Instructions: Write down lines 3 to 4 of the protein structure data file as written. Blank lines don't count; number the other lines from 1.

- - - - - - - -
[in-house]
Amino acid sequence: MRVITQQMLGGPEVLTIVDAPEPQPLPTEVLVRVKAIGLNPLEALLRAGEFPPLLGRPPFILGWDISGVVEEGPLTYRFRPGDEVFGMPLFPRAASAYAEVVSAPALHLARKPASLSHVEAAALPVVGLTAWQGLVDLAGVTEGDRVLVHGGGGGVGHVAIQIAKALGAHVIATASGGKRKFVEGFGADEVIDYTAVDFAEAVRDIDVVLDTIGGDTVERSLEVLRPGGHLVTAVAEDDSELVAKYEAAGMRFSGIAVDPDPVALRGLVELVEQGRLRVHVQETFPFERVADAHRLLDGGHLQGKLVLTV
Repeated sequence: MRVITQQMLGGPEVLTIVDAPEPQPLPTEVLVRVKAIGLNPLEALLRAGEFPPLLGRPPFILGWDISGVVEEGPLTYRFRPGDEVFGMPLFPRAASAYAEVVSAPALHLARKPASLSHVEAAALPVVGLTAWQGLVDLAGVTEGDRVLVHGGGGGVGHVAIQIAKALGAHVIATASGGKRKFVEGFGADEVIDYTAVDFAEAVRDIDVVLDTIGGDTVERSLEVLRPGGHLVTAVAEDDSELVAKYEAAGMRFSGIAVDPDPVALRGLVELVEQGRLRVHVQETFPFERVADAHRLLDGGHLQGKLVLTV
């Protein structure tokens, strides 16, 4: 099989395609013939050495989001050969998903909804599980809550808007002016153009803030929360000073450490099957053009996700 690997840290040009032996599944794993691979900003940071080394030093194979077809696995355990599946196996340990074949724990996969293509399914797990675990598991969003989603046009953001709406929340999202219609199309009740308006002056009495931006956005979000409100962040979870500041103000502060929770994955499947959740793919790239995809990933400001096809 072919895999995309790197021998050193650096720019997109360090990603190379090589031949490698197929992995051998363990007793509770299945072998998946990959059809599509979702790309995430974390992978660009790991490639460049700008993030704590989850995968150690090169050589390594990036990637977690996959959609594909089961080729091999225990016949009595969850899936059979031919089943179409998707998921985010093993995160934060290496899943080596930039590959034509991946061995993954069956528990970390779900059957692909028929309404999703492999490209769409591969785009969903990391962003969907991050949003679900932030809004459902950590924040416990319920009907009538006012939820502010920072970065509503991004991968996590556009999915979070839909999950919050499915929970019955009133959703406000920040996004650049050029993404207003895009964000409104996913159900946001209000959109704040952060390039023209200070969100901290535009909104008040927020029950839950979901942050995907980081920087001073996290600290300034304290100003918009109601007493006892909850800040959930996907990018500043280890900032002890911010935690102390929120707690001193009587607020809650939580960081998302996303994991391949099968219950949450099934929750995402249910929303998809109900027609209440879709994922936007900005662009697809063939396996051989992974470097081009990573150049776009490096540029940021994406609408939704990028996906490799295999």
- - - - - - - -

Repeated sequence: MRVITQQMLGGPEVLTIVDAPEPQPLPTEVLVRVKAIGLNPLEALLRAGEFPPLLGRPPFILGWDISGVVEEGPLTYRFRPGDEVFGMPLFPRAASAYAEVVSAPALHLARKPASLSHVEAAALPVVGLTAWQGLVDLAGVTEGDRVLVHGGGGGVGHVAIQIAKALGAHVIATASGGKRKFVEGFGADEVIDYTAVDFAEAVRDIDVVLDTIGGDTVERSLEVLRPGGHLVTAVAEDDSELVAKYEAAGMRFSGIAVDPDPVALRGLVELVEQGRLRVHVQETFPFERVADAHRLLDGGHLQGKLVLTV
């Protein structure tokens, strides 16, 4: 099989395609013939050495989001050969998903909804599980809550808007002016153009803030929360000073450490099957053009996700 690997840290040009032996599944794993691979900003940071080394030093194979077809696995355990599946196996340990074949724990996969293509399914797990675990598991969003989603046009953001709406929340999202219609199309009740308006002056009495931006956005979000409100962040979870500041103000502060929770994955499947959740793919790239995809990933400001096809 072919895999995309790197021998050193650096720019997109360090990603190379090589031949490698197929992995051998363990007793509770299945072998998946990959059809599509979702790309995430974390992978660009790991490639460049700008993030704590989850995968150690090169050589390594990036990637977690996959959609594909089961080729091999225990016949009595969850899936059979031919089943179409998707998921985010093993995160934060290496899943080596930039590959034509991946061995993954069956528990970390779900059957692909028929309404999703492999490209769409591969785009969903990391962003969907991050949003679900932030809004459902950590924040416990319920009907009538006012939820502010920072970065509503991004991968996590556009999915979070839909999950919050499915929970019955009133959703406000920040996004650049050029993404207003895009964000409104996913159900946001209000959109704040952060390039023209200070969100901290535009909104008040927020029950839950979901942050995907980081920087001073996290600290300034304290100003918009109601007493006892909850800040959930996907990018500043280890900032002890911010935690102390929120707690001193009587607020809650939580960081998302996303994991391949099968219950949450099934929750995402249910929303998809109900027609209440879709994922936007900005662009697809063939396996051989992974470097081009990573150049776009490096540029940021994406609408939704990028996906490799295999």